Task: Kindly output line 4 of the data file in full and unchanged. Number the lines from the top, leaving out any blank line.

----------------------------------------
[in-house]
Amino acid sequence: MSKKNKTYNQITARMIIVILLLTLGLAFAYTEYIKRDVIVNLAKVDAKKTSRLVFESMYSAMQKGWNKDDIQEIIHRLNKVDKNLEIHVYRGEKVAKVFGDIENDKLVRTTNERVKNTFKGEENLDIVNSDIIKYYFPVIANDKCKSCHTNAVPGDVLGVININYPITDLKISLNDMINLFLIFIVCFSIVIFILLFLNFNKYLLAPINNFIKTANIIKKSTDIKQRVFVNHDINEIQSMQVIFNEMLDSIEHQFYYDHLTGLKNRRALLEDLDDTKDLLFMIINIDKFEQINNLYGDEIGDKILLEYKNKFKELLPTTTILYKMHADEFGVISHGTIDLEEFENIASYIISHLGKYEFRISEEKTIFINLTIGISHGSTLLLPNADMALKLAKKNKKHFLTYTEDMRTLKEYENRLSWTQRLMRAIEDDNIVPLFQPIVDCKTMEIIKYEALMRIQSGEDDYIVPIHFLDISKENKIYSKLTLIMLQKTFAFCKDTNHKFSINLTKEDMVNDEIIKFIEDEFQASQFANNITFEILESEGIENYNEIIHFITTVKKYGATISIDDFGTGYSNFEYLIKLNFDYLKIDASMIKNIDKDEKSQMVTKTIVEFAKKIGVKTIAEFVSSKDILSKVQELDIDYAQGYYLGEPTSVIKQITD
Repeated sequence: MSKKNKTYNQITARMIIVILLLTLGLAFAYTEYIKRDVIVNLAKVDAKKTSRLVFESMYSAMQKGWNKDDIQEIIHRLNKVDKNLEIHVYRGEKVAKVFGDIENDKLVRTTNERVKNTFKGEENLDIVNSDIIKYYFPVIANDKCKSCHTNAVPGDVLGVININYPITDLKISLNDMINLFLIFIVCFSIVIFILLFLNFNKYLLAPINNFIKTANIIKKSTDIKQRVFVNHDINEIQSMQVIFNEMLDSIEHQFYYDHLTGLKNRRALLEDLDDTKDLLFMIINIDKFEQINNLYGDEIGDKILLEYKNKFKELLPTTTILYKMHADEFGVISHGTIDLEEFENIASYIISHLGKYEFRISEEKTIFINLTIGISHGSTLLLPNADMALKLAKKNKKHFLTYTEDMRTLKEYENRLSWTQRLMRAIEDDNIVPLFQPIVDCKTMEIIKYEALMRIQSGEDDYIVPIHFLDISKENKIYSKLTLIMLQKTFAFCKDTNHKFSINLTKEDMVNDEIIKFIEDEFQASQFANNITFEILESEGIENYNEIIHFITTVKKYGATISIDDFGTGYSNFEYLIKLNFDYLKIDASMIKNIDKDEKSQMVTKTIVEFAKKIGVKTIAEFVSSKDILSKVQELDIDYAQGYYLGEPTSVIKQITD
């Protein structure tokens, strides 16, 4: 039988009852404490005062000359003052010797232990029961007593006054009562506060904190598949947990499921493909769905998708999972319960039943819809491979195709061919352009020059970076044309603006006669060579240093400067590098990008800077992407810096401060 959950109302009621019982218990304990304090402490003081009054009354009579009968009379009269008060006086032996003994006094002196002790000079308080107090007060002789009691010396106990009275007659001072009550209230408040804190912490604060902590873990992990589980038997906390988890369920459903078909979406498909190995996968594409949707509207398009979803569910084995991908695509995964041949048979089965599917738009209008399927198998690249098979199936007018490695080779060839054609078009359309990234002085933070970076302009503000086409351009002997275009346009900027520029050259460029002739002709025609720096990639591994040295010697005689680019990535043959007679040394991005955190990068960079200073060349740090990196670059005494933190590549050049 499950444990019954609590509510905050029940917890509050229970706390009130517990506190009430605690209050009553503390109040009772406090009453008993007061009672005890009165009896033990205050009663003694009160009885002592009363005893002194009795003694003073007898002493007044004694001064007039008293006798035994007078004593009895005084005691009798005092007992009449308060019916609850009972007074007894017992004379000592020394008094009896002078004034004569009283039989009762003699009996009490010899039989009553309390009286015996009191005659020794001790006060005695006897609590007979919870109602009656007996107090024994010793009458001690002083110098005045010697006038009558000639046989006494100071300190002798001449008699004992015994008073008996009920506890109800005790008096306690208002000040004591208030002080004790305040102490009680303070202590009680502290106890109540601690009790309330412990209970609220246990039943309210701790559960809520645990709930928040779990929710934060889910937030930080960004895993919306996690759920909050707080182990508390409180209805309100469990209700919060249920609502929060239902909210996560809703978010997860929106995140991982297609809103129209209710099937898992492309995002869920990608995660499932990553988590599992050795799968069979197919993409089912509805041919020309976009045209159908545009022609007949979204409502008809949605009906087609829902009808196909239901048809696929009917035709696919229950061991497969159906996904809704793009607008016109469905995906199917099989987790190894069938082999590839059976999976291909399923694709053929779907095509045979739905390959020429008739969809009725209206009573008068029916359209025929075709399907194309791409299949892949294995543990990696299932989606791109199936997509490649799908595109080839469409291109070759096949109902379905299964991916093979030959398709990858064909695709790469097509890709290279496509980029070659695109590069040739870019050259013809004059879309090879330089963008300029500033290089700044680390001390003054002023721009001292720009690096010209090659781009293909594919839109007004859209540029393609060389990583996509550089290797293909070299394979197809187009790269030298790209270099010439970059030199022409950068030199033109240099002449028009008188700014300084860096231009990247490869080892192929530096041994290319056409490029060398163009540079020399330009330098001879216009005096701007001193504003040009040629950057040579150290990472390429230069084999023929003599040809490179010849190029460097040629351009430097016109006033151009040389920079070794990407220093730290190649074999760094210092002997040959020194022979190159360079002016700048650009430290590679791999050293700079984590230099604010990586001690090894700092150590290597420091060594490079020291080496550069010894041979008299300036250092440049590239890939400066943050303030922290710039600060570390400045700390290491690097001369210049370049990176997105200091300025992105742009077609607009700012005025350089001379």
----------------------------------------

């Protein structure tokens, strides 16, 4: 039988009852404490005062000359003052010797232990029961007593006054009562506060904190598949947990499921493909769905998708999972319960039943819809491979195709061919352009020059970076044309603006006669060579240093400067590098990008800077992407810096401060 959950109302009621019982218990304990304090402490003081009054009354009579009968009379009269008060006086032996003994006094002196002790000079308080107090007060002789009691010396106990009275007659001072009550209230408040804190912490604060902590873990992990589980038997906390988890369920459903078909979406498909190995996968594409949707509207398009979803569910084995991908695509995964041949048979089965599917738009209008399927198998690249098979199936007018490695080779060839054609078009359309990234002085933070970076302009503000086409351009002997275009346009900027520029050259460029002739002709025609720096990639591994040295010697005689680019990535043959007679040394991005955190990068960079200073060349740090990196670059005494933190590549050049 499950444990019954609590509510905050029940917890509050229970706390009130517990506190009430605690209050009553503390109040009772406090009453008993007061009672005890009165009896033990205050009663003694009160009885002592009363005893002194009795003694003073007898002493007044004694001064007039008293006798035994007078004593009895005084005691009798005092007992009449308060019916609850009972007074007894017992004379000592020394008094009896002078004034004569009283039989009762003699009996009490010899039989009553309390009286015996009191005659020794001790006060005695006897609590007979919870109602009656007996107090024994010793009458001690002083110098005045010697006038009558000639046989006494100071300190002798001449008699004992015994008073008996009920506890109800005790008096306690208002000040004591208030002080004790305040102490009680303070202590009680502290106890109540601690009790309330412990209970609220246990039943309210701790559960809520645990709930928040779990929710934060889910937030930080960004895993919306996690759920909050707080182990508390409180209805309100469990209700919060249920609502929060239902909210996560809703978010997860929106995140991982297609809103129209209710099937898992492309995002869920990608995660499932990553988590599992050795799968069979197919993409089912509805041919020309976009045209159908545009022609007949979204409502008809949605009906087609829902009808196909239901048809696929009917035709696919229950061991497969159906996904809704793009607008016109469905995906199917099989987790190894069938082999590839059976999976291909399923694709053929779907095509045979739905390959020429008739969809009725209206009573008068029916359209025929075709399907194309791409299949892949294995543990990696299932989606791109199936997509490649799908595109080839469409291109070759096949109902379905299964991916093979030959398709990858064909695709790469097509890709290279496509980029070659695109590069040739870019050259013809004059879309090879330089963008300029500033290089700044680390001390003054002023721009001292720009690096010209090659781009293909594919839109007004859209540029393609060389990583996509550089290797293909070299394979197809187009790269030298790209270099010439970059030199022409950068030199033109240099002449028009008188700014300084860096231009990247490869080892192929530096041994290319056409490029060398163009540079020399330009330098001879216009005096701007001193504003040009040629950057040579150290990472390429230069084999023929003599040809490179010849190029460097040629351009430097016109006033151009040389920079070794990407220093730290190649074999760094210092002997040959020194022979190159360079002016700048650009430290590679791999050293700079984590230099604010990586001690090894700092150590290597420091060594490079020291080496550069010894041979008299300036250092440049590239890939400066943050303030922290710039600060570390400045700390290491690097001369210049370049990176997105200091300025992105742009077609607009700012005025350089001379």